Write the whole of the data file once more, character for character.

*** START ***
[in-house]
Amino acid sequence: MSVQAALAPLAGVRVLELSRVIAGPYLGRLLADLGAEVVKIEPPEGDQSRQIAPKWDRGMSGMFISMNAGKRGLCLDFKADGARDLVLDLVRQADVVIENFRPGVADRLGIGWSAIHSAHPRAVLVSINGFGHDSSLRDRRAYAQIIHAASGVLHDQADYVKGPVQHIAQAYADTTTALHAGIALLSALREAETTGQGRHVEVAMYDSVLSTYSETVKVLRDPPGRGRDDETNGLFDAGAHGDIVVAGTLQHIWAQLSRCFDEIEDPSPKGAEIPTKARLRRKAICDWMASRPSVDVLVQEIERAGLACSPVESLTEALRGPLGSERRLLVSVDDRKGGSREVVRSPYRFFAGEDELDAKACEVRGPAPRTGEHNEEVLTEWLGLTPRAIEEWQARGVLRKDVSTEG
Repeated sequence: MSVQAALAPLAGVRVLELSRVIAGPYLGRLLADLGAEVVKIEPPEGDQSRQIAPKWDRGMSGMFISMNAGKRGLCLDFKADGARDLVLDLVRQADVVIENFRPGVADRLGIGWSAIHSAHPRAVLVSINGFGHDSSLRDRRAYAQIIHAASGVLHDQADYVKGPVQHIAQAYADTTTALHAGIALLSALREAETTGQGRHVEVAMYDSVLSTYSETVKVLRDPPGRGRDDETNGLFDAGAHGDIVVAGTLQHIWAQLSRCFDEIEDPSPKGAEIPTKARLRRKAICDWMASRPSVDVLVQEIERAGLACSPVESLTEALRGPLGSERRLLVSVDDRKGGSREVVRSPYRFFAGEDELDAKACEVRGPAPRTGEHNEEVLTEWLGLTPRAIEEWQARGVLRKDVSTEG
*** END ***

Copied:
[in-house]
Amino acid sequence: MSVQAALAPLAGVRVLELSRVIAGPYLGRLLADLGAEVVKIEPPEGDQSRQIAPKWDRGMSGMFISMNAGKRGLCLDFKADGARDLVLDLVRQADVVIENFRPGVADRLGIGWSAIHSAHPRAVLVSINGFGHDSSLRDRRAYAQIIHAASGVLHDQADYVKGPVQHIAQAYADTTTALHAGIALLSALREAETTGQGRHVEVAMYDSVLSTYSETVKVLRDPPGRGRDDETNGLFDAGAHGDIVVAGTLQHIWAQLSRCFDEIEDPSPKGAEIPTKARLRRKAICDWMASRPSVDVLVQEIERAGLACSPVESLTEALRGPLGSERRLLVSVDDRKGGSREVVRSPYRFFAGEDELDAKACEVRGPAPRTGEHNEEVLTEWLGLTPRAIEEWQARGVLRKDVSTEG
Repeated sequence: MSVQAALAPLAGVRVLELSRVIAGPYLGRLLADLGAEVVKIEPPEGDQSRQIAPKWDRGMSGMFISMNAGKRGLCLDFKADGARDLVLDLVRQADVVIENFRPGVADRLGIGWSAIHSAHPRAVLVSINGFGHDSSLRDRRAYAQIIHAASGVLHDQADYVKGPVQHIAQAYADTTTALHAGIALLSALREAETTGQGRHVEVAMYDSVLSTYSETVKVLRDPPGRGRDDETNGLFDAGAHGDIVVAGTLQHIWAQLSRCFDEIEDPSPKGAEIPTKARLRRKAICDWMASRPSVDVLVQEIERAGLACSPVESLTEALRGPLGSERRLLVSVDDRKGGSREVVRSPYRFFAGEDELDAKACEVRGPAPRTGEHNEEVLTEWLGLTPRAIEEWQARGVLRKDVSTEG